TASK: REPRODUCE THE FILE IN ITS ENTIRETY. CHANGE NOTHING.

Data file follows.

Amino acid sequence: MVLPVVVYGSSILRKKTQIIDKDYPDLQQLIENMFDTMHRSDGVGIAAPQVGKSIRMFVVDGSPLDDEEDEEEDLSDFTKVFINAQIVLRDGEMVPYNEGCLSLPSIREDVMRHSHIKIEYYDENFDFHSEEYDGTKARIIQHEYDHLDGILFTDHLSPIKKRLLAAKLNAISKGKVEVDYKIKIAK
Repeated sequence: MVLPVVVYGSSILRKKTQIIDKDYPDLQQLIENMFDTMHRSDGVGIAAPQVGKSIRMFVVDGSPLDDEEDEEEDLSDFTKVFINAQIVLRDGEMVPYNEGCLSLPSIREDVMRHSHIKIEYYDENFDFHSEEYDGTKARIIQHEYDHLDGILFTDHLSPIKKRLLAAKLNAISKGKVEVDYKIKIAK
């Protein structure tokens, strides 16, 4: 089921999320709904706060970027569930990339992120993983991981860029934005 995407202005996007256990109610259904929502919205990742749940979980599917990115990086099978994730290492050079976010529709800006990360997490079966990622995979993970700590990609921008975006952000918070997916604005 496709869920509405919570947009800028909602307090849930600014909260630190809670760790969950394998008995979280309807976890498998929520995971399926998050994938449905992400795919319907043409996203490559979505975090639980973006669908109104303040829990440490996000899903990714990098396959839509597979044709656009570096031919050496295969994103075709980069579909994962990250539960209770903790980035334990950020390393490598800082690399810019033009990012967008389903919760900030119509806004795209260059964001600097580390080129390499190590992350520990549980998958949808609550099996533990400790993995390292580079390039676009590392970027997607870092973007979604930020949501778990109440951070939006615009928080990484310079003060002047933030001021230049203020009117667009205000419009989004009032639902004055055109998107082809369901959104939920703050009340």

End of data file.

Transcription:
Amino acid sequence: MVLPVVVYGSSILRKKTQIIDKDYPDLQQLIENMFDTMHRSDGVGIAAPQVGKSIRMFVVDGSPLDDEEDEEEDLSDFTKVFINAQIVLRDGEMVPYNEGCLSLPSIREDVMRHSHIKIEYYDENFDFHSEEYDGTKARIIQHEYDHLDGILFTDHLSPIKKRLLAAKLNAISKGKVEVDYKIKIAK
Repeated sequence: MVLPVVVYGSSILRKKTQIIDKDYPDLQQLIENMFDTMHRSDGVGIAAPQVGKSIRMFVVDGSPLDDEEDEEEDLSDFTKVFINAQIVLRDGEMVPYNEGCLSLPSIREDVMRHSHIKIEYYDENFDFHSEEYDGTKARIIQHEYDHLDGILFTDHLSPIKKRLLAAKLNAISKGKVEVDYKIKIAK
């Protein structure tokens, strides 16, 4: 089921999320709904706060970027569930990339992120993983991981860029934005 995407202005996007256990109610259904929502919205990742749940979980599917990115990086099978994730290492050079976010529709800006990360997490079966990622995979993970700590990609921008975006952000918070997916604005 496709869920509405919570947009800028909602307090849930600014909260630190809670760790969950394998008995979280309807976890498998929520995971399926998050994938449905992400795919319907043409996203490559979505975090639980973006669908109104303040829990440490996000899903990714990098396959839509597979044709656009570096031919050496295969994103075709980069579909994962990250539960209770903790980035334990950020390393490598800082690399810019033009990012967008389903919760900030119509806004795209260059964001600097580390080129390499190590992350520990549980998958949808609550099996533990400790993995390292580079390039676009590392970027997607870092973007979604930020949501778990109440951070939006615009928080990484310079003060002047933030001021230049203020009117667009205000419009989004009032639902004055055109998107082809369901959104939920703050009340």